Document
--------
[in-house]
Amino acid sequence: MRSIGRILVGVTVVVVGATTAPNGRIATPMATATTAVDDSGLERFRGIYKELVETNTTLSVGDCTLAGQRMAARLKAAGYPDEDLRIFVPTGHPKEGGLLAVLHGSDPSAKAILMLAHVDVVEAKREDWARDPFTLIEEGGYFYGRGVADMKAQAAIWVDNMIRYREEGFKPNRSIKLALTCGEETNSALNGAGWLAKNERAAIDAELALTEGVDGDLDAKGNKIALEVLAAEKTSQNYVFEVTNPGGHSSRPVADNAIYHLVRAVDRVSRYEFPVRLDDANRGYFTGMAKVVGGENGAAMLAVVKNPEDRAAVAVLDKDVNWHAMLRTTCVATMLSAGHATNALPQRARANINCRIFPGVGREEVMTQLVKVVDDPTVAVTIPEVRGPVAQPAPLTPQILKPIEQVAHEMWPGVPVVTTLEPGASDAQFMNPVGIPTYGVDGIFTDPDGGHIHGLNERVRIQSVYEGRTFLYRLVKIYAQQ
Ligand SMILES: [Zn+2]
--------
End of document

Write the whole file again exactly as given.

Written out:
[in-house]
Amino acid sequence: MRSIGRILVGVTVVVVGATTAPNGRIATPMATATTAVDDSGLERFRGIYKELVETNTTLSVGDCTLAGQRMAARLKAAGYPDEDLRIFVPTGHPKEGGLLAVLHGSDPSAKAILMLAHVDVVEAKREDWARDPFTLIEEGGYFYGRGVADMKAQAAIWVDNMIRYREEGFKPNRSIKLALTCGEETNSALNGAGWLAKNERAAIDAELALTEGVDGDLDAKGNKIALEVLAAEKTSQNYVFEVTNPGGHSSRPVADNAIYHLVRAVDRVSRYEFPVRLDDANRGYFTGMAKVVGGENGAAMLAVVKNPEDRAAVAVLDKDVNWHAMLRTTCVATMLSAGHATNALPQRARANINCRIFPGVGREEVMTQLVKVVDDPTVAVTIPEVRGPVAQPAPLTPQILKPIEQVAHEMWPGVPVVTTLEPGASDAQFMNPVGIPTYGVDGIFTDPDGGHIHGLNERVRIQSVYEGRTFLYRLVKIYAQQ
Ligand SMILES: [Zn+2]